2.1 Intrapersonal communication

  • Intrapersonal communication takes place within a single person, often for the purpose of clarifying ideas or analyzing a situation AND to reflect upon or appreciate something.
Aspects of intrapersonal communication are
  • Self concept
  • Perception
  • Expectation
  • Motivation
  • Self-concept is the basis for intrapersonal communication, because it determines how a persona sees him/herself and is oriented toward others.
  • The term self-concept is a general term used to refer to how someone thinks about or perceives themselves.
  • The self concept is how we think about and evaluate ourselves. To be aware of oneself is to have a concept of oneself
  • Perception is the organization, identification and interpretation of sensory information in order to represent and understand the environment. All perception involves signals in the nervous system, which in turn result from physical stimulation of the sense organs.
  • Expectations are future-oriented messages dealing with long-term roles, sometimes called life scripts. These sometimes are projections of learned relationships within the family or society.


1. Internal discourse
2. solo vocal communication
3. solo written communication.
  • Internal discourse involves thinking, concentration and analysis. Psychologists include both daydreaming and nocturnal dreaming in this category. Example Prayer and meditation
  • Solo vocal communication includes speaking aloud to oneself. This may be done to clarify thinking, to rehearse a message intended for others, or simply to let off steam. Example: Talking to yourself as you complain about your boss.
  • Solo written communication deals with writing not intended for others. Example: An entry in a diary or personal journal

2.2 Interpersonal communication

  • Interpersonal communication is the process that we use to communicate our ideas, thoughts, and feelings to another person.
  • Our interpersonal communication skills are learned behaviours that can be improved through knowledge, practice, feedback and reflection.
Intrapersonal Communication
  • Intrapersonal communication could be called our inner monologue. When we sit down to think of ways to solve a problem, we’re communicating interpersonally. Even during those moments of quiet reflection about ourselves, our goals in life, our beliefs, values and expectations, we are communicating with ourselves. Intrapersonal communication also includes dreams, fantasies, talking out loud to yourself and writing, such as in a journal.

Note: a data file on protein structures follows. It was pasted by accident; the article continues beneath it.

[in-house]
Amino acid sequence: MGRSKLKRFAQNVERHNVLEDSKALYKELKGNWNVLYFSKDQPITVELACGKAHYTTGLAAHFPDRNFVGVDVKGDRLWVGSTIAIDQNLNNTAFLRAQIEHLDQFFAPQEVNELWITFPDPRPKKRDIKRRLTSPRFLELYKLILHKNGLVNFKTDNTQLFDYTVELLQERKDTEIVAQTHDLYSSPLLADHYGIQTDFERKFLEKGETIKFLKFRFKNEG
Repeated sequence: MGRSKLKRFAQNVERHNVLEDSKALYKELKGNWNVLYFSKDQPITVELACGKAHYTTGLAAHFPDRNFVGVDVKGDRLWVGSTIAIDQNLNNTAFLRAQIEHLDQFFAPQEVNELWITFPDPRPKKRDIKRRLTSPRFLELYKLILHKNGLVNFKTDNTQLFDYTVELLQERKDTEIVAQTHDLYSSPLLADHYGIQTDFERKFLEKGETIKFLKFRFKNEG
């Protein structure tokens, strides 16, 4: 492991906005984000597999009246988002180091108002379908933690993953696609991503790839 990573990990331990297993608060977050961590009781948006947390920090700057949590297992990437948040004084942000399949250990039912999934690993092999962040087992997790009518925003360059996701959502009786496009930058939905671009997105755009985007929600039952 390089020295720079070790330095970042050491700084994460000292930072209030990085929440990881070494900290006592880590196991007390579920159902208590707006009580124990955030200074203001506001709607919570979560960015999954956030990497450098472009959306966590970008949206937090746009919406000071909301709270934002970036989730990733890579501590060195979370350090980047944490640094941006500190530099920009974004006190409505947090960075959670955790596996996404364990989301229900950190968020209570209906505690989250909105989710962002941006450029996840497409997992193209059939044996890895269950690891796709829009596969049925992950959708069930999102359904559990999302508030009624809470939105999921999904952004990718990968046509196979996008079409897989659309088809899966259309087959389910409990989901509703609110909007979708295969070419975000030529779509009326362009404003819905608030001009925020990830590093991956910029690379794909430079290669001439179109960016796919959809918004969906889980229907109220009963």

Interpersonal Communication
  • Interpersonal communication takes place between at least two people. A conversation over a candlelit dinner, a phone call and this article are all considered interpersonal communication. One person sends a message, either by talking or writing, or even with body language, and at least one other person receives that message. Effective interpersonal communication depends on the messenger’s ability to convey their exact meaning without ambiguity.

2.3 Group Communication

  • Meetings
  • Public Speech
  • Negotiations
  • Debates
  • Group Discussions

2.4 Mass communication

  • Communication through mass media like books , journals , TV , newspapers etc..
Large reach
      This communication reach audience scattered over a wide geographical area.
     Largely impersonal as the participants are unknown to each other.
Presence of a gatekeeper
     Mass communication needs additional persons , institutions to convey message from sender to receiver.


  • Non-verbal means not involving words or speech.
  • Thus, non-verbal communication refers to the wordless
  • messages received through gestures,signs,body movements, facial expressions
  • We can define non – verbal communication in several ways.
  • It is  the transmission of messages by some medium other than words.
  • It is the communication that uses non – linguistic means to convey the message.

2.5.1 Components of Non-verbal communication

  • Gestures
  • Facial expressions
  • Body language/Kinesics
  • Eye contact
  • Physical appearance
  • Gestures are actions. In other words, the term refers to the movement of the parts of the body to express or elaborate some messages.
Facial Expressions
  • The face can be used to Communicate emotional meaning more accurately than any other medium in Inter-personal communication. Facial expressions tell the attitudes of the communicator. Researchers have  discovered that certain facial areas reveal our emotional State better than others.
Body language/Kinesics
  • Kinesics can be defined as the non-verbal behaviour related to movement, either of any part of the body, or the body as a whole. It is also the anthropological term for body language. It includes facial expressions, postures and gestures.